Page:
Gaming Algebra: EA(2K)+PS3=1/2 X360Shawn Drotar

Posted on July 2nd, 2007 in Gaming, Xbox 360, Playstation 3, News, Opinion by Shawn Drotar

In the wake of Bryan Intihar’s jaw-dropping revelation on 1up.com, it’s clear that the Xbox 360/PS3 battle is still raging, and at the moment, the (football) field has tipped 90 degrees towards Microsoft’s sculpted white box.

In the article, Intihar revealed that the three major football games to be released this fall from EA Sports and 2K Sports will run at 60 frames per second on the Xbox 360, but only half that on the purportedly-superior PlayStation 3.

While this news might be met with a shrug by non-sports gamers, it shouldn’t be - the fact that the world’s largest third-party game manufacturer can’t coax the PS3 to perform at the 360’s pace bodes poorly for other releases, regardless of genre.

How could this happen?

Well, some of it is obviously due to the relative newness of the PS3 platform. But the biggest difference is clearly middleware. Microsoft provides not only its ballyhooed XNA software, but a complete and robust set of tools to make coding for the 360 a breeze. On top of that, the clearly-defined parameters and rules of Xbox Live mean that developers can basically plug-and-play in regard to their online functionality.

In contrast, Sony essentially hands out dev-boxes and wishes them luck.

“Now, you’d think Sony would be doing everything in its power to make sure these system-sellers are par with - or better - than Microsoft’s version. That’s not the case, as Sony seems to have a ‘hey, we can do it — why can’t you?’ attitude.” — Bryan Intihar, 1up.com

As a result of releasing first and being relatively simple to code for, the Xbox 360 has become the “code base” for almost every next-gen multi-platform title, and while games aren’t total ports, we’re looking at a reverse of the situation with the PS2/Xbox, where games were developed for the PS2, and prettied up a bit for the Xbox version.

But since the difference between the 360 and PS3 is much smaller than it was in the last generation of hardware, the difference between any given game on each platform is expected to be small - if it’s even noticeable at all.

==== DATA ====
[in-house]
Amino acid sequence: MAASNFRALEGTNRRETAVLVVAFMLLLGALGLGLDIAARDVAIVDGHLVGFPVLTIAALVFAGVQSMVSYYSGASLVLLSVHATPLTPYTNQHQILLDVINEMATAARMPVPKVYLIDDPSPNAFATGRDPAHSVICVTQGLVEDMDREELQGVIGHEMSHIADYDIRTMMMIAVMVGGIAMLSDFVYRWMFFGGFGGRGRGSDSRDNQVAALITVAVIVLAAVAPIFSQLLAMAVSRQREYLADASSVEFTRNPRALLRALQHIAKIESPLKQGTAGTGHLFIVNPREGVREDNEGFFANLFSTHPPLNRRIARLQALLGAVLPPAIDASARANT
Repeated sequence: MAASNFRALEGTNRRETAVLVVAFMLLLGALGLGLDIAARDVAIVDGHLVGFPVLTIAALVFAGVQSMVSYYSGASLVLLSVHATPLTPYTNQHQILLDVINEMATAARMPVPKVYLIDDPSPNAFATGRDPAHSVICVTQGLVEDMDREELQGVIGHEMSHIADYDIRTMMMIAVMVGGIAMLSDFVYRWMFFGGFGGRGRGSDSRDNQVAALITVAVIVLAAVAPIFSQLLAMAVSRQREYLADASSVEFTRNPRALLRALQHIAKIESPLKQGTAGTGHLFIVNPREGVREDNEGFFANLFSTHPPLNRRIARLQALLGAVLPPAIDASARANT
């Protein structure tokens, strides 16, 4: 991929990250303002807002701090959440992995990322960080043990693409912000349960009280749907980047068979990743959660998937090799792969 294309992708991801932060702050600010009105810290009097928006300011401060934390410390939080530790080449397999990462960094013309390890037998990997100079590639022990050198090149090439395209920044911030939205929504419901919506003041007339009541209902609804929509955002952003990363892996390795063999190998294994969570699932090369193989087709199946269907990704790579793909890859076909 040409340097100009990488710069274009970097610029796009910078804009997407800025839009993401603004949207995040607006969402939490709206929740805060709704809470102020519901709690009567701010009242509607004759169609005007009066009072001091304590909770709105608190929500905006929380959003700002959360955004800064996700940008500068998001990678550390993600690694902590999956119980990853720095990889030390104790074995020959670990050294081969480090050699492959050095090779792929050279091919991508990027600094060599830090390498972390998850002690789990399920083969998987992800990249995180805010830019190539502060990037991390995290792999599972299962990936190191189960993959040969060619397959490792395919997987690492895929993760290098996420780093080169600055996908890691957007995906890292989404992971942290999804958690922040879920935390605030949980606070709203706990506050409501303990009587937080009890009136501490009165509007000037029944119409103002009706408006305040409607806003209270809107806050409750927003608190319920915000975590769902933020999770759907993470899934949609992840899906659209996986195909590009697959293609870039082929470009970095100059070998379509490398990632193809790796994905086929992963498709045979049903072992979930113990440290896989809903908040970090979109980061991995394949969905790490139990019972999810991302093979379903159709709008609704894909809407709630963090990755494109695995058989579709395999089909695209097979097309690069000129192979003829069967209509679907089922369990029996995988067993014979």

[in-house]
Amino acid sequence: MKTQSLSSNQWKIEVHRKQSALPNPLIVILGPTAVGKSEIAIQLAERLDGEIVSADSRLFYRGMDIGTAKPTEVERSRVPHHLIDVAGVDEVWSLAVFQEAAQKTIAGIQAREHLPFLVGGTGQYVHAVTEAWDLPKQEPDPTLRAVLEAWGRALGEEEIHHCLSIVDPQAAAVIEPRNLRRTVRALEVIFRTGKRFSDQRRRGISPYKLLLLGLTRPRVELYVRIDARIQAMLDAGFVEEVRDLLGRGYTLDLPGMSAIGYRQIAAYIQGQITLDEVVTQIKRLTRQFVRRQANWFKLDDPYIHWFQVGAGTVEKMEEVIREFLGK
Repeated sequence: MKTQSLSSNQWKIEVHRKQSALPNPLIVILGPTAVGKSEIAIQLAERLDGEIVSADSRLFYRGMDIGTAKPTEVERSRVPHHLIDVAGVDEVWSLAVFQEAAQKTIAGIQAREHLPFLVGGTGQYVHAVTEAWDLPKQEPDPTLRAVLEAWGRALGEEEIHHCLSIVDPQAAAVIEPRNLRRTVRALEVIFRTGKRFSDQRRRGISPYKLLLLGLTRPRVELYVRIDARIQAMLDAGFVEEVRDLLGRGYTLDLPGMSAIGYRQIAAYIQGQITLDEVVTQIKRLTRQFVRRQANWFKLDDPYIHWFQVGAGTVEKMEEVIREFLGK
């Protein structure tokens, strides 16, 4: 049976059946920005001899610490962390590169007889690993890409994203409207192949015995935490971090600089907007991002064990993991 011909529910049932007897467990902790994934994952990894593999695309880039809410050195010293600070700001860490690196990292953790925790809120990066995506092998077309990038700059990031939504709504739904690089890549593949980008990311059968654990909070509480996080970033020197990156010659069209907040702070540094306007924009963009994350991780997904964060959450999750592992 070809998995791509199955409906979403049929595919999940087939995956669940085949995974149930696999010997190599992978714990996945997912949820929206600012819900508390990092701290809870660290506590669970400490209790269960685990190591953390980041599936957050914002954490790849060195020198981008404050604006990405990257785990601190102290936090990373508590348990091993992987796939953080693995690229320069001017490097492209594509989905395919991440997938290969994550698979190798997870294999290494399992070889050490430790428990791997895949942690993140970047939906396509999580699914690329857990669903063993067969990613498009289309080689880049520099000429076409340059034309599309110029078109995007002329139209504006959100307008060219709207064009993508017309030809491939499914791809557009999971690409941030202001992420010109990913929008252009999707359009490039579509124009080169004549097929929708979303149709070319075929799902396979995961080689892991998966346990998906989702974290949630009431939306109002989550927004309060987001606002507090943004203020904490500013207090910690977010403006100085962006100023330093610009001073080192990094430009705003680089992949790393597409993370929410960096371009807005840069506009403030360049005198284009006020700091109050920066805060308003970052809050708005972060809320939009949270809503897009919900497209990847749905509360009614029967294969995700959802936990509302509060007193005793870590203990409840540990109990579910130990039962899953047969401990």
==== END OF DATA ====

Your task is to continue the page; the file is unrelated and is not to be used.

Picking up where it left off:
That’s why it’s so surprising to see this happening - the PS3 has more than enough raw power to match what the 360’s doing. To see games run on Sony’s box at literally half-speed is shocking. But I wouldn’t say that Sony has a real problem on their hands unless it happens again next year… and it might.

“If your game starts on Xbox 360, you will have to re-engineer aspects of the game to run properly on PS3. This means additional effort. Some developers have been complaining about this, but I don’t believe we can solve that.” — Dave Karraker, senior director of corporate communications, Sony Computer Entertainment America.

That’s all well and good, but here’s the catch: as development costs continue to rise, it becomes increasingly unlikely that development houses will be capable of dedicating two separate teams to build a game from the ground up for each “next-gen” console. Instead, they’ll build to the lowest common denominator, which is probably the Xbox 360, and focus on the platform that’s moving more units - which at this point, is unquestionably the Xbox 360. If these noticeable performance differences keep manifesting themselves, the Xbox 360 will have a distinct advantage, and the PS3 may end up running on a treadmill, exhausting itself by having to go faster and faster without really moving forward.